Listening between the lines : poetry and sound technology, 1816-1914

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Our thinking about poetry has come to rely upon concepts such as speaker, voice, format, and medium. Concepts like these, I show, are rooted in the material conditions of nineteenth-century sound technology. My dissertation theorizes the relationship between such technology (stethoscopes, telegraphs, phonographs) and transatlantic poetry, from Romanticism to World War I. My research reveals that much of our current way of analyzing poetry, descended from modernist theory and practice, is based on largely overlooked nineteenth-century material conditions. These conditions changed the way we hear poetry, which I treat as a sound technology in its own right. Using documents I have uncovered in British and American archives, I show how certain shared imperatives shaped both poetic and mechanical innovation during this period. For example, the pursuit of immediacy and compression promoted speed, achieved by abbreviating and fragmenting verbal communication. And reproduction and fidelity emphasized speech's acoustic features over mere semantic intelligibility. More generally, the rise of sound technology, I argue, is entwined with nineteenth-century poetics so that an account of one cannot fully be told without the other. Poets and inventors conceived their respective crafts in tandem. The dissertation comprises three main chapters: "Stethoscopy, " "Telegraphy, " and "Phonography." Chapter One, "Stethoscopy: A Poetics of Listening and Voice, " examines stethoscope manuals and poetry together. Mediate auscultation—the medical technique of listening to the body's interior through the stethoscope—was devised in 1816. It was ostensibly the first form of professionalized listening, entering the Anglophone world in the 1820s, when late Romanticism was drawing to a close. Stethoscopy led to the concept of "thoracic voice, " the sound of the voice auscultated through the thorax. Medical manuals incorporated poetry as a mnemonic device, which medical students could use to memorize new anatomical knowledge. Additionally, I show how new auscultative categories, such as "amphoric buzzing, " suggest that paradigms of surface and interior in poems such as John Keats's "Ode on a Grecian Urn" descend from medical discourse. Not long after Keats, nineteenth-century critics coined the phrases "poetic voice" and "to find one's voice." Reading Keats alongside Alfred Tennyson, Anna Laetitia Barbauld, and Irish physician-poet James Henry, I show how these expanding concepts of voice in medicine engendered special kinds of listening in poetry. Chapter Two, "Telegraphy: A Poetics of Immediacy and Compression, " focuses on Emily Dickinson's poetry and the impact of electrified transmission. Telegraphy was idealized as long-distance instantaneous communication, and the drive for immediacy compelled the compression of telegram text. Ultimately, acoustic telegraphy—the practice of translating dots and dashes by ear instead of by hand—sped transmission even further, and the technique of "sound-reading" was often learned through traditional poetic and metrical methods that emphasized bodily repetition. Unlike many contemporaries, Dickinson could not see telegraphy as an unambiguous sign of progress, but instead sought to articulate the more nuanced relations it produced between people and media. For example, the poem "[F595] The Lightning playeth -- all the while --" explores the divide between those included in and excluded from telegraphic communities. And "[F1379] How News must feel when travelling" forecasts unprecedented global information diffusion and its attendant entropy, the same concept that later prompted twentieth-century information theory and cybernetics. Dickinson treats such concepts in her characteristically intimate manner, and their universal implications serve to construct a telegraphic model of lyric poetry. Chapter Three, "Phonography: A Poetics of Reproduction and Fidelity, " analyzes Gerard Manley Hopkins's work to show that the supposed modernist break from tradition is actually an extension of sound recording's influence on poetics. Phonographers used poetry's aural qualities, such as meter and rhyme, to construct the fidelity of sound media. Inventors also used poetry, such as Robert Browning's botched recitation, to elevate the cultural status of phonography to attract consumers. In turn, sound recordings disseminated poetry faster and wider than ever before. I show that the various textures and utterances surrounding the poems (applause, asides, mumbling) become part of the poetic artifact. Hopkins himself cites phonography as a model for the oral transmission of cultural memory, and consequently makes aposiopesis, stuttering, and repetition integral to his poetic idiolect. Throughout my work, I engage with theorists of orality and literacy, such as Jacques Derrida and Walter Ong, and with media theorists, such as Jonathan Sterne, Katherine Hayles, and Friedrich Kittler, to tell the archival story of how sound technology was constructed within existing concepts of linguistic formalism dominated by poetic discourse. This story shows how sound technology and poetry shaped each other's trajectory from the nineteenth century onward, and it illuminates the way audiobooks, podcasts, MP3s, and more continue to shape and be shaped by the production and consumption of literature today.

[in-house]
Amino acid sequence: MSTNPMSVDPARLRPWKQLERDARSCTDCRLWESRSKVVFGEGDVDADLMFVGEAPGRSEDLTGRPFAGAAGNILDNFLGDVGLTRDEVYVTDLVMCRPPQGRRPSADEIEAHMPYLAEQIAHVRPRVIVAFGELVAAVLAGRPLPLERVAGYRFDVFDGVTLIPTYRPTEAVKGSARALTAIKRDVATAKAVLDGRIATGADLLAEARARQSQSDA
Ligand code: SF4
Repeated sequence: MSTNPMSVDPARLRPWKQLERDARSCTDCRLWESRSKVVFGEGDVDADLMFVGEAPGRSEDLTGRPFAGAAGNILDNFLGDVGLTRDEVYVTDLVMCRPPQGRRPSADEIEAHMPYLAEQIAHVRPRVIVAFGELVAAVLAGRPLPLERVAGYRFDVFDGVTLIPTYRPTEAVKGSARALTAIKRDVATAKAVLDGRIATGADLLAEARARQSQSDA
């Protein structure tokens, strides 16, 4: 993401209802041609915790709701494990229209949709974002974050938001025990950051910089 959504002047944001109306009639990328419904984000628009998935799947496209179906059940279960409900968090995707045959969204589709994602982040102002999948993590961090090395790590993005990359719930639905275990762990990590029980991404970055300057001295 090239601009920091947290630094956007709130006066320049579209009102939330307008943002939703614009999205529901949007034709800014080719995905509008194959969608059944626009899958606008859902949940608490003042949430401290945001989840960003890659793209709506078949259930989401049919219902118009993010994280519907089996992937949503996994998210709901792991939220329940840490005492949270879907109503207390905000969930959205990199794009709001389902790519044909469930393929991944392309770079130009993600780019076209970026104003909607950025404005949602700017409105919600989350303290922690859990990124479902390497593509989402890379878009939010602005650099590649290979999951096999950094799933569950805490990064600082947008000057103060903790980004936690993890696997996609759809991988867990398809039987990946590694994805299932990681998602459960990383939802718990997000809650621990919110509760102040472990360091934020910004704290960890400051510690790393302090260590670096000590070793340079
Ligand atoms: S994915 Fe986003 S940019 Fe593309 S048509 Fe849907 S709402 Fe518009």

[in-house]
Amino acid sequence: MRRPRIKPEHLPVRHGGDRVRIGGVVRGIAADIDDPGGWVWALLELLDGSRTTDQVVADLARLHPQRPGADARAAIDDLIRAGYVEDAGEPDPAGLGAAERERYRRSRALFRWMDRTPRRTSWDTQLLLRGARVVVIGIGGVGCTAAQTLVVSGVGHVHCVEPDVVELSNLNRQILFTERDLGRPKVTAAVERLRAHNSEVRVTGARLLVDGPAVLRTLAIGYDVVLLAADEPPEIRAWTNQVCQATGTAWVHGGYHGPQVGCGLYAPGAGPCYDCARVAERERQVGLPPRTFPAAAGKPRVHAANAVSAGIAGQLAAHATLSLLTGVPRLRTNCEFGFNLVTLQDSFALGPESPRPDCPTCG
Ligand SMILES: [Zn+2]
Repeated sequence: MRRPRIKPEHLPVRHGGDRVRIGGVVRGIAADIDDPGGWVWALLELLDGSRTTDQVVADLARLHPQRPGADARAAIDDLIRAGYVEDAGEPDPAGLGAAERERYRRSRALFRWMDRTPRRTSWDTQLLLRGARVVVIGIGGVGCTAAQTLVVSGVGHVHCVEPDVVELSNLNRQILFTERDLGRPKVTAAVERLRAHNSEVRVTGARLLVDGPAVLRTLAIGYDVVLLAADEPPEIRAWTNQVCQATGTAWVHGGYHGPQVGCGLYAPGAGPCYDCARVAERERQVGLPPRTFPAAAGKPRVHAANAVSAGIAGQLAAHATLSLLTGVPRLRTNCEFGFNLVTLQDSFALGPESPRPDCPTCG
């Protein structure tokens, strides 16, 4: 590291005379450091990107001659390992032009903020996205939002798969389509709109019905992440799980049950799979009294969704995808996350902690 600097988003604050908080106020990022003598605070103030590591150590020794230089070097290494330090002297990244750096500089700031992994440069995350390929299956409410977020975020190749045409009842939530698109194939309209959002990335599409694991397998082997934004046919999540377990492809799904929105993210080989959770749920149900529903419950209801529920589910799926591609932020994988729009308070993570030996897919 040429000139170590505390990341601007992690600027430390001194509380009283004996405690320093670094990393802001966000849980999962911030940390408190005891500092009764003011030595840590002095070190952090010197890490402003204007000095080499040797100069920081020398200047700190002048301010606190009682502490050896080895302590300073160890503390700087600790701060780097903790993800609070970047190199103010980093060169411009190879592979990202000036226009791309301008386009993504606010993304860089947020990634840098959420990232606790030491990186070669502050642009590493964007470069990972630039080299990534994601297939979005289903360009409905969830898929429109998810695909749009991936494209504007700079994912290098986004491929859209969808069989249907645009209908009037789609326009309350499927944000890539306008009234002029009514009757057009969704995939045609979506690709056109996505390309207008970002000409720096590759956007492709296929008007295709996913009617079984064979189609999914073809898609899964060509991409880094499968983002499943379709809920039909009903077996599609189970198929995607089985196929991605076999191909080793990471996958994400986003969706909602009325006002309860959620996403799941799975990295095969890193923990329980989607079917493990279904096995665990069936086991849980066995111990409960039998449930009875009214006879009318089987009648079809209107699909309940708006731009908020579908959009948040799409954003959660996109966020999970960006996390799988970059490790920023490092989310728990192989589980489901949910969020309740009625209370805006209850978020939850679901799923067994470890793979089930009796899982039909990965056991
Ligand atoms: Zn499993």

Type of resource text
Form electronic resource; remote; computer; online resource
Extent 1 online resource.
Place California
Place [Stanford, California]
Publisher [Stanford University]
Copyright date 2018; ©2018
Publication date 2018; 2018
Issuance monographic
Language English


Author Tackett, Justin C
Degree supervisor Greene, Roland, 1957-
Thesis advisor Greene, Roland, 1957-
Thesis advisor Jarvis, Claire, 1977-
Thesis advisor Ngai, Sianne
Degree committee member Jarvis, Claire, 1977-
Degree committee member Ngai, Sianne
Associated with Stanford University, English Department.


Genre Theses
Genre Text

Bibliographic information

Statement of responsibility Justin C. Tackett.
Note Submitted to the English Department.
Thesis Thesis Ph.D. Stanford University 2018.
Location electronic resource

Access conditions

© 2018 by Justin Tackett